Determining the optimal window length for pattern recognition-based myoelectric control: balancing the competing effects of classification error and controller delay.
ABSTRACT Pattern recognition-based control of myoelectric prostheses has shown great promise in research environments, but has not been optimized for use in a clinical setting. To explore the relationship between classification error, controller delay, and real-time controllability, 13 able-bodied subjects were trained to operate a virtual upper-limb prosthesis using pattern recognition of electromyogram (EMG) signals. Classification error and controller delay were varied by training different classifiers with a variety of analysis window lengths ranging from 50 to 550 ms and either two or four EMG input channels. Offline analysis showed that classification error decreased with longer window lengths (p < 0.01 ). Real-time controllability was evaluated with the target achievement control (TAC) test, which prompted users to maneuver the virtual prosthesis into various target postures. The results indicated that user performance improved with lower classification error (p < 0.01 ) and was reduced with longer controller delay (p < 0.01 ), as determined by the window length. Therefore, both of these effects should be considered when choosing a window length; it may be beneficial to increase the window length if this results in a reduced classification error, despite the corresponding increase in controller delay. For the system employed in this study, the optimal window length was found to be between 150 and 250 ms, which is within acceptable controller delays for conventional multistate amplitude controllers.
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ABSTRACT: A tradeoff exists when considering the delay created by multifunctional prosthesis controllers. Large controller delays maximize the amount of time available for EMG signal collection and analysis (and thus maximize classification accuracy); however, large delays also degrade prosthesis performance by decreasing the responsiveness of the prosthesis. To elucidate an "optimal controller delay" twenty able-bodied subjects performed the Box and Block Test using a device called PHABS (prosthetic hand for able bodied subjects). Tests were conducted with seven different levels of controller delay ranging from nearly 0-300 ms and with two different artificial hand speeds. Based on repeted measures ANOVA analysis and a linear mixed effects model, the optimal controller delay was found to range between approximately 100 ms for fast prehensors and 125 ms for slower prehensors. Furthermore, the linear mixed effects model shows that there is a linear degradation in performance with increasing delayIEEE Transactions on Neural Systems and Rehabilitation Engineering 04/2007; · 3.26 Impact Factor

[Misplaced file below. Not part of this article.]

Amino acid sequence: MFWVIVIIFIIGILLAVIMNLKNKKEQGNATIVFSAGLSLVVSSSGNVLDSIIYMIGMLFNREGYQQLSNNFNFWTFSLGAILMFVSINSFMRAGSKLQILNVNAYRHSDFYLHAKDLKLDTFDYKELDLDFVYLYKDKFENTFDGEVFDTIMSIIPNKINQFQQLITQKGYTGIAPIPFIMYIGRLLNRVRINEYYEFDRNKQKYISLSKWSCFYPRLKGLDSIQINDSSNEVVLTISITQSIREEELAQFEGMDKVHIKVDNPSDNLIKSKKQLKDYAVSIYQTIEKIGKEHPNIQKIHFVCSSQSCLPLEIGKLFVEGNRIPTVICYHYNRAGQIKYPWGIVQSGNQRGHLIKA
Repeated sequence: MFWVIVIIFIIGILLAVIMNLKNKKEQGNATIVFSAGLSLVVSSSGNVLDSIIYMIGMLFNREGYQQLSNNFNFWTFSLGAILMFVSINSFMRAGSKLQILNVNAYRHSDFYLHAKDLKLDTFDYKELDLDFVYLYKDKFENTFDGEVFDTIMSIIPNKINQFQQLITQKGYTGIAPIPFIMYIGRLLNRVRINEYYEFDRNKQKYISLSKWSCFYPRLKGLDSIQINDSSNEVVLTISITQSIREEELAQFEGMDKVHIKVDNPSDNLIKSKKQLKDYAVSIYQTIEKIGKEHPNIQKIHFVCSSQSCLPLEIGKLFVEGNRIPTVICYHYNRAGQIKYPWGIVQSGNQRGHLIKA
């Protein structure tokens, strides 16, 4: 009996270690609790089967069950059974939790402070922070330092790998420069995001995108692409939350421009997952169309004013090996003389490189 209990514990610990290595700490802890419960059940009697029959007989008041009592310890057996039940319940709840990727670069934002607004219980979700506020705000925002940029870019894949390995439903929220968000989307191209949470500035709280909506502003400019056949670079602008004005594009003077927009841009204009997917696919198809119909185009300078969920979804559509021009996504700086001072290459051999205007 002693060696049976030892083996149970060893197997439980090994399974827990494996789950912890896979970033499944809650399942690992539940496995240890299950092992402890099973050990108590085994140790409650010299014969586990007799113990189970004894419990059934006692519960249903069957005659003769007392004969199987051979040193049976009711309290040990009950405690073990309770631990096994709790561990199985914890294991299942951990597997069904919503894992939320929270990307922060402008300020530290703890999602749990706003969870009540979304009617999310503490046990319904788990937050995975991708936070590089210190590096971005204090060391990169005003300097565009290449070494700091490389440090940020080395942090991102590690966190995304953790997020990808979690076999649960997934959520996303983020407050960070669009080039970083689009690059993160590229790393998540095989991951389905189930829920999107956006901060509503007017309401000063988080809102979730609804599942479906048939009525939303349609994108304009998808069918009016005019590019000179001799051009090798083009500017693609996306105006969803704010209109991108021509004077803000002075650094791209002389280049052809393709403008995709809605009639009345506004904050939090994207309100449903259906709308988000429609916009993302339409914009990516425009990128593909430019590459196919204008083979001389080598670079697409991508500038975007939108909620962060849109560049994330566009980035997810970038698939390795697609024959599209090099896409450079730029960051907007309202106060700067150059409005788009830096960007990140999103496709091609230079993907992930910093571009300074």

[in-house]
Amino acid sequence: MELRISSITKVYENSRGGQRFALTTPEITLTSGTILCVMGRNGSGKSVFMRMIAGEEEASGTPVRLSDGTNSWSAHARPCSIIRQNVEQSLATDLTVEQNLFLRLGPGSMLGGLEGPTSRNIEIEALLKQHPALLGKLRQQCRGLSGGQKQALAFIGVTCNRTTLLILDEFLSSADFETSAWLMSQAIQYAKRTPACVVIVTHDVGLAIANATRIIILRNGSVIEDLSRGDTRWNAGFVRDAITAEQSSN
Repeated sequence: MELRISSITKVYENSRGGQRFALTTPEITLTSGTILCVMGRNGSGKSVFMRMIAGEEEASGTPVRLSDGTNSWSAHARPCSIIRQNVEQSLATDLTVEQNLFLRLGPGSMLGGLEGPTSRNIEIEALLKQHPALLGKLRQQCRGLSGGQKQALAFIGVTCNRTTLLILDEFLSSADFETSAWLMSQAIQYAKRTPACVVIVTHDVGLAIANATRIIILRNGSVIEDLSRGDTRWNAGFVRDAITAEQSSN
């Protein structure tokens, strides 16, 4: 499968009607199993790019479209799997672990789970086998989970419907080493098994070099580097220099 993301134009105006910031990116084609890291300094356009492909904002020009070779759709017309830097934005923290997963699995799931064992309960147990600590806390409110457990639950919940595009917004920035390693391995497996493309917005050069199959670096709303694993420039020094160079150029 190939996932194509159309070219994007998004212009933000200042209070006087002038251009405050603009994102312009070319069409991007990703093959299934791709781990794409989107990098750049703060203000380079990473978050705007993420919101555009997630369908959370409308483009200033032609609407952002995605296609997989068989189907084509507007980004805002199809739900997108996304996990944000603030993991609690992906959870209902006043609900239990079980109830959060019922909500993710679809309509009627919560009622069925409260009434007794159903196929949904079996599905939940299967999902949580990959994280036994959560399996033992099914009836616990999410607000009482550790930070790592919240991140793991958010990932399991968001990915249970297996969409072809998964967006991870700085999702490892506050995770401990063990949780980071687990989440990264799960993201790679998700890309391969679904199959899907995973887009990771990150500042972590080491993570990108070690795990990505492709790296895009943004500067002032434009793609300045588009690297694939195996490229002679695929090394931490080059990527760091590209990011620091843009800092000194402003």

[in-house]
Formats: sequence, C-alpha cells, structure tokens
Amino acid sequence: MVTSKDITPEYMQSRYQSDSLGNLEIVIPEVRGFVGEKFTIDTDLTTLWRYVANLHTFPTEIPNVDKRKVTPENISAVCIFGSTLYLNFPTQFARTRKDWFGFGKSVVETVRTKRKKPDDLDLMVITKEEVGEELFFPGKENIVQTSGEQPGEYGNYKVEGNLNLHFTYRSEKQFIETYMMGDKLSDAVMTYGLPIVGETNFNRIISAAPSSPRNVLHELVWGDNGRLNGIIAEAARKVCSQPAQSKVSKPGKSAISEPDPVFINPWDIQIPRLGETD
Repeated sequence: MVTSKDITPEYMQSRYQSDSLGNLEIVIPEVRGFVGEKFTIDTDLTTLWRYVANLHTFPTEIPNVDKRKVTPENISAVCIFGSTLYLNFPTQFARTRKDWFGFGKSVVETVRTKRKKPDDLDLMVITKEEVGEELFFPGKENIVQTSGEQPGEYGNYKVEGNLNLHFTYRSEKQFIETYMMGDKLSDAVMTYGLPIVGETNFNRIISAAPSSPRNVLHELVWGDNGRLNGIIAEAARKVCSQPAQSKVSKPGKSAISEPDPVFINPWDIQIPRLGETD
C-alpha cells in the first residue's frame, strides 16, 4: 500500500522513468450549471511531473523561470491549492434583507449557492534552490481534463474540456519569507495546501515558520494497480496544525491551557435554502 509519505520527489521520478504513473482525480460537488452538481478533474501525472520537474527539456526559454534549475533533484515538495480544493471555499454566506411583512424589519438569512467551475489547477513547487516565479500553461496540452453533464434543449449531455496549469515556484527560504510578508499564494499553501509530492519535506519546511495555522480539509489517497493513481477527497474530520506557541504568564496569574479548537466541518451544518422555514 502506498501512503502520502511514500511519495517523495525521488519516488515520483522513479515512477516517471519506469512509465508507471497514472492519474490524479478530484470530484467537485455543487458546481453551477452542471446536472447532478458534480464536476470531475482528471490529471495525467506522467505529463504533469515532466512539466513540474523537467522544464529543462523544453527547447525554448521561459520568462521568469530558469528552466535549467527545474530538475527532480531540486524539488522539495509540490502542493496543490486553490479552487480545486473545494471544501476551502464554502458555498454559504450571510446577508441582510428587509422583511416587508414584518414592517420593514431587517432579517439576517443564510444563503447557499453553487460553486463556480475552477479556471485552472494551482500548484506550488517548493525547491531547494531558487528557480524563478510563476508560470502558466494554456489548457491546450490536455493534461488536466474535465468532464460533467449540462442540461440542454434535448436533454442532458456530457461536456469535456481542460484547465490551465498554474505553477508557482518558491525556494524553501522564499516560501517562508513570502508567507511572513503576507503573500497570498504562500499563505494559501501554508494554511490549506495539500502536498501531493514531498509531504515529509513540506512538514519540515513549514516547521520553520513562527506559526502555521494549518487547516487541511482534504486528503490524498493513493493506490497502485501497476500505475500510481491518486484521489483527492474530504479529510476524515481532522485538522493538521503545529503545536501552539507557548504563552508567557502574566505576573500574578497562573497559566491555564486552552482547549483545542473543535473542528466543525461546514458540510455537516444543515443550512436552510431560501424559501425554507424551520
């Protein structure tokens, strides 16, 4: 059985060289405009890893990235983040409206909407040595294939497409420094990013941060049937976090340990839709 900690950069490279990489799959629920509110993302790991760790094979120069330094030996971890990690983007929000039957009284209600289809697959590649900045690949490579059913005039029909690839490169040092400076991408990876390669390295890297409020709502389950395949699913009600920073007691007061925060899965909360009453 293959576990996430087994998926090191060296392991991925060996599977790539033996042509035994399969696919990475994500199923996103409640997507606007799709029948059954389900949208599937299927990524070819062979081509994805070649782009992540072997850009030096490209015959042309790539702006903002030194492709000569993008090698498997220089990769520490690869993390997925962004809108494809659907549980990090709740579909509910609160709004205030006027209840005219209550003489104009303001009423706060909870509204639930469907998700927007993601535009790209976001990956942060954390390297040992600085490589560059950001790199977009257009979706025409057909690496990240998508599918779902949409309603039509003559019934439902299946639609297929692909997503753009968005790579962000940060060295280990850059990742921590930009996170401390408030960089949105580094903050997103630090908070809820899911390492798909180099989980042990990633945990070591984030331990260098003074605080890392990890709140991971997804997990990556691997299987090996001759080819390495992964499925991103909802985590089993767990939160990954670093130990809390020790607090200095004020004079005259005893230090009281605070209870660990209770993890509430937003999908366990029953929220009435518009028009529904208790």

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ABSTRACT: The paper discusses results of on-line tests on amputees and hemiplegics of multifunctional prostheses and orthoses control by identifying the parameters of single-site temporal EMG signal signatures. The results relate to tests on above-elbow amputees, on shoulder-disarticulation amputees (including a congenital disarticulation amputee) and on hemiplegics, varying from 5 to 50 years of age. The system employed is based on an 8-bit Intel 8080 microprocessor, when computation is in double precision, to obtain an effective 16-bit work-length. The system employs a sequential least-squares algorithm to identify a 4-parameter auto-regressive time-series model of the EMG signal, and a Bayesian rule discrimination algorithm.Journal of Biomedical Engineering 02/1982; 4(1):17-22.
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ABSTRACT: This paper describes a novel approach to the control of a multifunction prosthesis based on the classification of myoelectric patterns. It is shown that the myoelectric signal exhibits a deterministic structure during the initial phase of a muscle contraction. Features are extracted from several time segments of the myoelectric signal to preserve pattern structure. These features are then classified using an artificial neural network. The control signals are derived from natural contraction patterns which can be produced reliably with little subject training. The new control scheme increases the number of functions which can be controlled by a single channel of myoelectric signal but does so in a way which does not increase the effort required by the amputee. Results are presented to support this approach.IEEE Transactions on Biomedical Engineering 02/1993; 40(1):82-94. · 2.35 Impact Factor